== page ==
You can learn new skills through the work or through involvement in professional associations that might be helpful to other types of positions you are interested in. You can expose yourself to a broader network of contacts -- people who might be interested in hiring you one day in the future. You will have a chance to put some of your less-developed skills into action, which will further enhance what you can say in your cover letters and résumés when applying for other positions because you have actual examples to talk about. That will help you convince people that you have some combination of experiences, skills or technical abilities to offer that other candidates don’t have. Indeed, no matter the role, a focus on gaining transferable skills that are valuable in any profession -- such as those involving communications, leadership, management, problem solving and taking the initiative -- will always be helpful.

Yet how do you know if one type of job is a good fit for you if you have never done it before? That is a good question. People with a research mind-set often like to have a surplus of information before making next-step decisions in their research, personal life or career. Career self-assessments can help (see this post and this one), along with plenty of online research into career paths, asking many questions to people in different career roles, and ideally having an opportunity to try out different types of work. But the truth is, there are so many variables to consider in terms of choosing your next job that you will never actually end up with all the information you think you need -- unless you can predict the future (in which case I have some career suggestions for you).

You can get close, however. One of the best approaches is to expand your network so you can see the world of work through the eyes of other Ph.D. graduates applying their skills happily in a wide range of career fields. If you find people with a similar academic background who share your way of seeing the world and are happy in their careers, then the chances of you being similarly happy in similar careers will significantly increase.

Of course, exploring different career paths doesn’t mean that you should just apply for any old job in the vague hope that it will somehow be a good fit. For starters, you are probably not going to be offered a job if you cannot provide a convincing answer as to why you are even applying to it. Here are some answers to the “Why do you want this job?” question that I have actually heard from students and postdocs during mock interviews:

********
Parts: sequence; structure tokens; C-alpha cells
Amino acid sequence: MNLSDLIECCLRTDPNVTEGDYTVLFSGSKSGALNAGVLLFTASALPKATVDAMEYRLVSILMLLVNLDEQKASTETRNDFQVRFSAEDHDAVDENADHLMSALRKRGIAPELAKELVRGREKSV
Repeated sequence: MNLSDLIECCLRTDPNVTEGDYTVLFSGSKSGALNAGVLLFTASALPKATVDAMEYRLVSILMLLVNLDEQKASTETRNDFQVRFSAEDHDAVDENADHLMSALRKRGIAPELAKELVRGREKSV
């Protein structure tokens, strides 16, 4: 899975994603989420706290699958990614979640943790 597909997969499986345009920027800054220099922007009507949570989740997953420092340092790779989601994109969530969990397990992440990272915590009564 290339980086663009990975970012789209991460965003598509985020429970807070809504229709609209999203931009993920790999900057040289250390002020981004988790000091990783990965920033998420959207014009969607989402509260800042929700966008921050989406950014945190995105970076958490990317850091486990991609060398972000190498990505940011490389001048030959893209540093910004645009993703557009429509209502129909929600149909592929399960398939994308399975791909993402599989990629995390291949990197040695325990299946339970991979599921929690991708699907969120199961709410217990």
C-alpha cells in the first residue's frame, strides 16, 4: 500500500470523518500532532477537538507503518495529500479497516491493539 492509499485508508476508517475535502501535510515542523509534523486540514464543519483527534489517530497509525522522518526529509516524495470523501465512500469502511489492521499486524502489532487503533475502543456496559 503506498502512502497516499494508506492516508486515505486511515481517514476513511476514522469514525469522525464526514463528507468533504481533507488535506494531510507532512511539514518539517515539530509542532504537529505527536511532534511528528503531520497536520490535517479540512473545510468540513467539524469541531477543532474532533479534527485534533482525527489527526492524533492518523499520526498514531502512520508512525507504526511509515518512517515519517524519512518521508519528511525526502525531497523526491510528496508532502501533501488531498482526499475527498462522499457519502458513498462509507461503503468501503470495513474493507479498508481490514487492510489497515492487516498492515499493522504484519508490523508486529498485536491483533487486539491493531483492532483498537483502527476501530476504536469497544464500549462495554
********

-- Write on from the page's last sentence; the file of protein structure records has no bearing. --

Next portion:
• “I don’t really know what I want to do with my life, but I saw this job advert and it looked interesting -- something I might apply to -- and so here I am.”
  • “I have discovered that I really don’t like working in a lab environment, and I have had some bad experiences within academe, and so I am looking for a new direction where I can be happier.”

Put yourselves in the shoes of the employers listening to such answers, and you’ll see why they are not going to be very helpful. Would you hire someone who didn’t or couldn’t show authentic interest in your company or in the day-to-day elements of the job? So part of the process of making a decision to pursue a certain set of career paths is to create a vision in your own mind about what you can bring to a role, what you can take from it, and how it moves you closer to one or two more ultimate career goals you are possibly aiming for. No matter what move you are making, there will always be opportunities to change the direction of your career path if you need to.

So while dogs, bunnies, chicks, parrots and perhaps guinea pigs may be for life (turkeys for Thanksgiving are usually a rather different situation), many jobs that you can pursue with Ph.D. or postdoc experience can be short-term stepping-stones on a straight or more convoluted path toward a more ideal career. Don’t let your concern about making a wrong decision stop you from taking that first step.

Bio

Joseph Barber is associate director of career services at the University of PennsylvaniaGraduate Career Consortium logo and a member of the Graduate Career Consortium -- an organization providing a national voice for graduate-level career and professional development leaders.